"Sibella is lucky in that she can indulge herself as a lady of fashion." Annis looked around for her trunks. "I am obliged to work for my living. Nevertheless I am grateful to you for swallowing the family pride and coming to meet me, Charles. I know I do you no credit!"
Charles laughed again. "It was shock, that is all. I barely recognised you in all that frumpish black. You used to be such a good-looking girl ..."
Annis gave him a sharp nudge. "You used to be quite handsome yourself! Where did it all go wrong, Charles?"
Charles Lafoy was in fact a very good-looking man, as most of the female population of Harrogate would testify. Like his sister Sibella, he had the fair, open features of the Lafoys, the honest blue eyes and engaging smile. As lawyer to Harrogate's most prosperous merchant, Samuel Ingram, he had a prestigious position in village society. There was no shortage of inn servants queuing up to help his groom put Annis's luggage in the carriage. Everyone knew that Mr Lafoy always tipped most generously.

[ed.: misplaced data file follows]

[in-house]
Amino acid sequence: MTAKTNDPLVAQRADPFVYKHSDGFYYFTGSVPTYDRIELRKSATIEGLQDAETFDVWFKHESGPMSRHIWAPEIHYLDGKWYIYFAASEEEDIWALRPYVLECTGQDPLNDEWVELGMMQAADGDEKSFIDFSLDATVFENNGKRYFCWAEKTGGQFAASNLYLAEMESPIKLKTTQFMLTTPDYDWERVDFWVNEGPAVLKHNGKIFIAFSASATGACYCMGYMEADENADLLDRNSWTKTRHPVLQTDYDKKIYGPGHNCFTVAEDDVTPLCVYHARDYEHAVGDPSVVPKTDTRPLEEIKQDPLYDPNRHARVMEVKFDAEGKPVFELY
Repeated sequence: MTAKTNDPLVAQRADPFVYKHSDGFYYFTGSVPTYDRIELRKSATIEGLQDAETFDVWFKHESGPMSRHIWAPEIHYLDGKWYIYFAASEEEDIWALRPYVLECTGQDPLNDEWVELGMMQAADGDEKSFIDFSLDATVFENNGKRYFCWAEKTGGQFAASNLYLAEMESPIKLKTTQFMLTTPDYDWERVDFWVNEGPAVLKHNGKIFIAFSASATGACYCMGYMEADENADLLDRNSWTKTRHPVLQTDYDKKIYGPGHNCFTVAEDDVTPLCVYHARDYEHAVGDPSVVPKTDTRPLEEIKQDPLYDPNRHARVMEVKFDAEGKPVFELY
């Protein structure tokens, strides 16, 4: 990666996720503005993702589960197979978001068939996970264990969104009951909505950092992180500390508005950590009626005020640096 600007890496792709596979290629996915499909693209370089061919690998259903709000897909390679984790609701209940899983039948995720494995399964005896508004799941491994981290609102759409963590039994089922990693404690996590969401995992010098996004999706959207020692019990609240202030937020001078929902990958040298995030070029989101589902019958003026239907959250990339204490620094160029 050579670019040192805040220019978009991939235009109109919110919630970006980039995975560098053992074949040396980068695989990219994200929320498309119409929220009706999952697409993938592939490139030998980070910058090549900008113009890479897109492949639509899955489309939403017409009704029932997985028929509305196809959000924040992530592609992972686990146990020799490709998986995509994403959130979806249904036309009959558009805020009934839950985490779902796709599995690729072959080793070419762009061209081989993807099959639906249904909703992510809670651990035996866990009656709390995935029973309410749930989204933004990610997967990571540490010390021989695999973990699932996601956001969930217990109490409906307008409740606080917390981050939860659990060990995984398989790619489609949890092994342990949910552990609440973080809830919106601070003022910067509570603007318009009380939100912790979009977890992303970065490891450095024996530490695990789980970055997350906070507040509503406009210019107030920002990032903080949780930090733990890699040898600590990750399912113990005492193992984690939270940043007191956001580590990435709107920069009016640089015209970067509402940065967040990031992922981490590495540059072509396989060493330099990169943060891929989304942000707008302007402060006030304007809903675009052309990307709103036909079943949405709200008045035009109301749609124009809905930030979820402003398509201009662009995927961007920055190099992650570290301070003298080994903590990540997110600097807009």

Annis Wycherley was almost as tall as her cousin, having a height unfashionable in a woman but useful in a chaperon, since it helped to assert her authority. Her eyes were hazel rather than the Lafoy blue, but she had the same rich, golden blonde hair. In Annis's case this rarely saw the light of day, being hidden under a succession of lace caps, ugly bonnets and ragingly unfashionable turbans. She had learned early on that no one took a blonde chaperon at all seriously; it could, in fact, be positively dangerous to display her hair, for it made gentlemen behave in a most inappropriately amorous manner.
The shapeless gowns in dowager black, purple and turkey red were all designed and worn with one intention in mind - to make her look older and unattractive. This was a necessity of her profession. Just as no one would take a blonde chaperon seriously, so would nobody entrust their daughter, niece or ward to a girl who looked as though she had only just left the schoolroom herself. Annis was in fact seven and twenty and had been widowed for eight years, but she had a fair, youthful complexion, widespaced eyes, a snub nose and a generous mouth that all conspired to undermine the sense of gravity required by a professional chaperon. Prettiness combined with poverty had always struck her as a recipe for disaster, so she did her best to disguise those natural assets she possessed.
"I thought that we would go straight to the house in Church Row," Charles said, as they made their way across to his carriage. "You will have the chance to settle in comfortably before Sibella calls on you this evening. When do your charges arrive?"
Excerpted from The Chaperon Bride by Nicola Cornick Copyright © 2004 by Harlequin Enterprises, Ltd.. Excerpted by permission.